Off Limits

Limp noodles: Stymied in his attempts to broadcast live from Pasta Jay's restaurant, Geraldo Rivera nonetheless showed up right on schedule in Boulder, where on Monday he interviewed Ramsey family spokesman Pat Korten--his clients are "up there at the top of the potential suspect list," the full-time flack allowed--and hosted a roundtable of pundits. Among them were former Denver district attorney Norm Early, who is now working for Lockheed, which happens to be the company that purchased John Ramsey's Access Graphics several years ago. (The Ramsey case is turning into quite a sideline for local legal experts, with defense attorney Larry Posner followed closely by former deputy district attorney Craig Silverman in tallying TV face time.)

However, Rivera was unable to interview "old friend" Wellington Webb, Early's opponent in the 1991 mayoral race who's currently at home recuperating from cancer surgery. Last week Rivera's producer called Webb's office to schedule a CNBC chat in which Geraldo could ask his pal Webb about his legal career. Just one problem: Webb is not a lawyer.

Newsweek stringer Sherry Keene-Osborn is beating the rest of the media with the first book on the Ramsey case, Pretty Baby: The Life and Death of JonBenet Ramsey, due out this Friday. Keene-Osborn's unlikely authorship doesn't end there: According to the most recent Webb for Mayor Inc. expenditure reports, filed January 31, she received $500 from the political group--no, not for Newsweek's less than laudatory coverage of Denver's airport, but for a speech Keene-Osborn wrote that Webb delivered to a trade union in Washington, D.C.

Shop 'til you drop: Timing is everything. On Sunday Southwest Plaza celebrated its fourteenth birthday with a special program inserted inside the Denver Post that boasted "Shopping as it should be!" The front page of the same Post, however, told another story: "Gunfire Kills One at Mall" read the headline over an article detailing the shooting death of an eighteen-year-old outside Southwest Plaza Saturday night.

Meanwhile, just in time for its second birthday, Denver International Airport has won unexpected kudos from Money. Because of its shopping outlets, DIA is the country's best airport in which to get stuck, according to the magazine--not exactly a high honor for a facility designed to cut down on airplane delays.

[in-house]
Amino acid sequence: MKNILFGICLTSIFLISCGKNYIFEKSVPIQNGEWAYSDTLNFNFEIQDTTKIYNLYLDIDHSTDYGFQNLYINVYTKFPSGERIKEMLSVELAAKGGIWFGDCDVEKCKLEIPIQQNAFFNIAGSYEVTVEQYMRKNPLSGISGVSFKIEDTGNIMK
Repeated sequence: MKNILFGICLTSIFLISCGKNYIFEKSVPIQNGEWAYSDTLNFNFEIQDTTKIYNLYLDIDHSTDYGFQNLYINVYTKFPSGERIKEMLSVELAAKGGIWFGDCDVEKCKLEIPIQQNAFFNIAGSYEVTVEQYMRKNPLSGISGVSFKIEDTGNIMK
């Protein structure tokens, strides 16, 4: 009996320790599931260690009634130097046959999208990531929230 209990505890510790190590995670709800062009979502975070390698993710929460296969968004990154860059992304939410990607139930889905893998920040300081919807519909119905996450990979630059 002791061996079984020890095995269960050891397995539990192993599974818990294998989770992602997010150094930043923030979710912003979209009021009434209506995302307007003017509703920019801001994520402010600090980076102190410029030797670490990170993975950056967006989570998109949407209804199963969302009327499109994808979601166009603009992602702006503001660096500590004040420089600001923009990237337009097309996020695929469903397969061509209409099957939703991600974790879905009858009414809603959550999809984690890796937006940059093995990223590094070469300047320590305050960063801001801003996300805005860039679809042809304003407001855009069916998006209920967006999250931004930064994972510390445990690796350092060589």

The medium is the message: The Colorado Press Association announced its awards Saturday, which led to the usual Sunday stories in each Denver daily listing winners from that paper, and that paper only. (For the record, Westword didn't enter the CPA editorial contest this year, since rules restrict it to competing against weeklies, rather than against Denver's two dailies.) More instructive than the stories, though, are the ads that the papers use to promote themselves. For example, a new Post ad touts broadsheets that are triumphing over competing tabloids (not, of course, that the News is calling itself a tabloid in these days of weekly JonBenet supermarket scoops). The lineup includes the Chicago Tribune, which towers over the Chicago Sun-Times--former employer of Post editor Dennis Britton.

Capital crimes:"If there needs to be a special counsel, I'm for it." That's how Roy Romer--sometimes Colorado governor and now chair of the Democratic National Committee--responded to the suggestion that an independent counsel be appointed to investigate questionable Democratic fundraising.

"I want to get everything out on the table," Romer said on a national news show Sunday. "We've got to clean this thing up so we can get on with running these two parties the proper way."

He can start the cleanup close to home. Last Thursday a Westword editor received a call about 4 p.m. from a telemarketer--not selling siding, not selling insurance, but allegedly selling the Colorado Democrats. "We need help," the caller said, after offering her political affiliation. "Did you see what the Republicans did to us in the last election?" Well, we saw what the Colorado Democrats did to themselves in the last election.

"And those stories about Bill and Hillary Clinton. Those are lies or rumors, just sleazy journalism."

Now, wait just a minute. She was talking to a sleazy journalist.
"Oh. That probably means you're not interested in giving $150," she continued, undeterred.

The Colorado Democratic Party insists the caller was a rogue agent. "Our script doesn't have anything about 'sleazy journalism,'" says a spokeswoman there, adding that official calls aren't supposed to start until dinnertime.

When everything is out on the table.

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